The other speakers were Richard Landes, WIlliam McCants, Graeme Wood, Timothy Furnish, Cole Bunzel, Jeffrey Bale, David Cook, J.M. Berger, Itamar Marcus, Charles Jacobs, David Redles, Mia Bloom, Charles Strozier, Brenda Brasher and Paul Berman — quite a stellar crew.
My two latest pieces for LapidoMedia, where I’m currently editor:
Justin then gave our discussion a shoutout at The Loopcast —
— the immediate context starts around the 30 min mark, and runs to around 35 — and followed up with a second Bellingcat post, Analyzing Bin Ladin’s Bookshelf Part 2 — in which he quoted me again. Key here is his remark:
a human with domain expertise is always going to be in a better position to make judgement calls than any algorithm
Agreed — & many thanks, Justin!
Bellingcat — definitely an honor to get a shoutout there,
It’s a terrific feeling to see the next runner in a relay race take off from the handover… Cath is getting some high praise for her work on Sembl for the museum world, including the following:
Sembl incredibly succesfully mixes competitive and collaborative play, creativity and expression, and exploration and inspiration. It’s the sort of game you think about when you’re not playing it, and it’s the sort of game that helps you see the world in new ways.
Writer, Game Developer, Lecturer at Unversity of East London
[ by Charles Cameron — from Tesla to St Augustine is a short creative leap ]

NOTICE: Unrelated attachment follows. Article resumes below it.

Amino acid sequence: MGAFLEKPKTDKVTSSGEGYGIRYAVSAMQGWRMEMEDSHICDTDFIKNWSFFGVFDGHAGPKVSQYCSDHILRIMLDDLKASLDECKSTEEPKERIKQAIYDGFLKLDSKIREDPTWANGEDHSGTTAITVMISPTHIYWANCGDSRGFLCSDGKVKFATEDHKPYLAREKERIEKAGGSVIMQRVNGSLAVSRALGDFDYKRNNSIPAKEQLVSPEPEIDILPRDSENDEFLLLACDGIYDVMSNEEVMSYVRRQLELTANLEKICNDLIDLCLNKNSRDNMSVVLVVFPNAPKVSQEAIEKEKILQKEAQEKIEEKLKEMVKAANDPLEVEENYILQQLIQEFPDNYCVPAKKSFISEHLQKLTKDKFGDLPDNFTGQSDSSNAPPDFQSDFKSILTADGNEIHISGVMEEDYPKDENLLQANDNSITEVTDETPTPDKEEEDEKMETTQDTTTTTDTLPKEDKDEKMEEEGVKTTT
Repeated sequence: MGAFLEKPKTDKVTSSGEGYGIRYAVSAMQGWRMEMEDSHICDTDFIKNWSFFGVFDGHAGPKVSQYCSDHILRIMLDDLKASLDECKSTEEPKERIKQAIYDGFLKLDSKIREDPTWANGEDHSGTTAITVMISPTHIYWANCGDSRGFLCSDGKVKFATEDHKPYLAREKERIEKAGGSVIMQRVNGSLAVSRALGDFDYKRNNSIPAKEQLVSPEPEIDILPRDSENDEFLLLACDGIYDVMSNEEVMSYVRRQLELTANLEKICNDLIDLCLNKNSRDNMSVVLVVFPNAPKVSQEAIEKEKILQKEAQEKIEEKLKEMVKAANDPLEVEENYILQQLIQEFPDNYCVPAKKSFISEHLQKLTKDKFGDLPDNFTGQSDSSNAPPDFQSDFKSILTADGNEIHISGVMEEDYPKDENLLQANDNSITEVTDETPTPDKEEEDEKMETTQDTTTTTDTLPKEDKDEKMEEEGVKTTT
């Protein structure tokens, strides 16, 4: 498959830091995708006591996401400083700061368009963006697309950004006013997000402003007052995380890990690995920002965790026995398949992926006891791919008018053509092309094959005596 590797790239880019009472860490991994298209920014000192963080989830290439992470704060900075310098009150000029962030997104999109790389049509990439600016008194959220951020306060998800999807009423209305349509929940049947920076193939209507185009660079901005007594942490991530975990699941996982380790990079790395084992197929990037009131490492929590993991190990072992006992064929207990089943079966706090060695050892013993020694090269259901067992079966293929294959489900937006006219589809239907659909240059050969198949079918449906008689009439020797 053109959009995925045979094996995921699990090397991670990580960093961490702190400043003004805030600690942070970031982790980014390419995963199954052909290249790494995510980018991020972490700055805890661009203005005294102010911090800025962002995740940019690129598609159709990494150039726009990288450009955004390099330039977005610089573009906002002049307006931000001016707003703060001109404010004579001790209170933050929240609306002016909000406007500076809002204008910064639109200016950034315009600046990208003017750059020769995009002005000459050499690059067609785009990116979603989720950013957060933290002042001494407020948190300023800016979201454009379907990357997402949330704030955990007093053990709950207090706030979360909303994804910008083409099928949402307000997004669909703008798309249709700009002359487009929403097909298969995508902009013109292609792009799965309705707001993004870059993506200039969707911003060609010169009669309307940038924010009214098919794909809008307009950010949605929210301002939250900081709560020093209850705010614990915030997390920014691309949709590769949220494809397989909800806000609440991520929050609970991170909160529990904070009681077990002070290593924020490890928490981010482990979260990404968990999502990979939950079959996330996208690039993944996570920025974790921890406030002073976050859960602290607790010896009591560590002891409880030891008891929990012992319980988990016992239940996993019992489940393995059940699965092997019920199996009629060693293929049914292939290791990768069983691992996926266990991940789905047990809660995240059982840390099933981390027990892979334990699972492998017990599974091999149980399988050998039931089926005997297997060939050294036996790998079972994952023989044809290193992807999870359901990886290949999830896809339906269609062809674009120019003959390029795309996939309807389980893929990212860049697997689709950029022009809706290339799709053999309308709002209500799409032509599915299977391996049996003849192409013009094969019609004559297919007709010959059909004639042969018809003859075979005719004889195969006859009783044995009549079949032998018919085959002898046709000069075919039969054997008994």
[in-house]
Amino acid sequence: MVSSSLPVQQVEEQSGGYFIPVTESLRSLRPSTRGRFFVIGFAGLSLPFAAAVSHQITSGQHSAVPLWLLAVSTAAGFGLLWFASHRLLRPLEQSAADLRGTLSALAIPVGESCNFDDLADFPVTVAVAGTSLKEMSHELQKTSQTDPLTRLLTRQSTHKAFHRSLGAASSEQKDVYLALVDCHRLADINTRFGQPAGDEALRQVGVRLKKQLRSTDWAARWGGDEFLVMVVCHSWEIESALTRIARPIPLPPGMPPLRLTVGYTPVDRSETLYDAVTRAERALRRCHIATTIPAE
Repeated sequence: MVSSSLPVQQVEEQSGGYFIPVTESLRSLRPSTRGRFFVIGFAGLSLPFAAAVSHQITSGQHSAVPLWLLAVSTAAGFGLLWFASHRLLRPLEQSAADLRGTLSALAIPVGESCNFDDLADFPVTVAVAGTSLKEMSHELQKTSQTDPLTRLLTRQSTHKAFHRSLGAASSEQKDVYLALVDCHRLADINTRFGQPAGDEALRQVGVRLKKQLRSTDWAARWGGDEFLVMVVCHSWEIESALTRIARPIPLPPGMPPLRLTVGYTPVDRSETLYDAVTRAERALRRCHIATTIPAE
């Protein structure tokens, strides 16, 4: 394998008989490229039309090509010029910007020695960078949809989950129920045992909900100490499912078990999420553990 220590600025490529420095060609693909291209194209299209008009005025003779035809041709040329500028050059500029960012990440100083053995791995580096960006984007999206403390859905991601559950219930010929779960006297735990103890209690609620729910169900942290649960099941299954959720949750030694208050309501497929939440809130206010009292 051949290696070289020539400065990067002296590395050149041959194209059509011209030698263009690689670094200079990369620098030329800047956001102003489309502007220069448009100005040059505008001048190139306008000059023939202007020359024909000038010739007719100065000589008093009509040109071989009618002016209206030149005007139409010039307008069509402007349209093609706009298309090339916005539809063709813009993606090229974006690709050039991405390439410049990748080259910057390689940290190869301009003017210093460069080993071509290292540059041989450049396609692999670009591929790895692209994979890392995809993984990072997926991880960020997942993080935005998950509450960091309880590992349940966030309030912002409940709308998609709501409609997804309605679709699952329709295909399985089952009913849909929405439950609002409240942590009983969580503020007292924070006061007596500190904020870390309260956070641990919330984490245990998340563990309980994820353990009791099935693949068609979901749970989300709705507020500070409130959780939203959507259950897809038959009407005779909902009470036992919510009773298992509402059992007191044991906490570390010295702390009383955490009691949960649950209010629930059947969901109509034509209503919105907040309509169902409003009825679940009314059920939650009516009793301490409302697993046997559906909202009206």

I recently received a LinkedIn invite from one Ferdinando Buscema, who described himself to me as a Glasperlenspieler, a player of the Glass Bead Game. I must say that pleased me, there’s a quiet humility there that calling oneself Magister Ludi or Master of the Game would lack. He’s a player, I’m a player, let’s play.
Erik and I began a never-completed HipBone game many years ago — it was around the topics of Hanibal Lecter, his recreational collection of church collapses, and the origins of the Memory Palace in Simonides‘ encounter with the gods Castor and Pollux — and Erik mentions the HipBone Games briefly in his book. At the moment, I owe him an update on the games, which I’ll post here at Zenpundit in due course.
It was a particular delight for me, then, to see Ferdinando’s obvious and full-throated praise of Erik’s stunning book in his video, followed up by equal praise of Ramon Llul — one of those writers in the Hermetic tradition whose work precedes not just the Bead Game but much of today’s science, from digital computers via genetics to genetic algorithms and cryptography.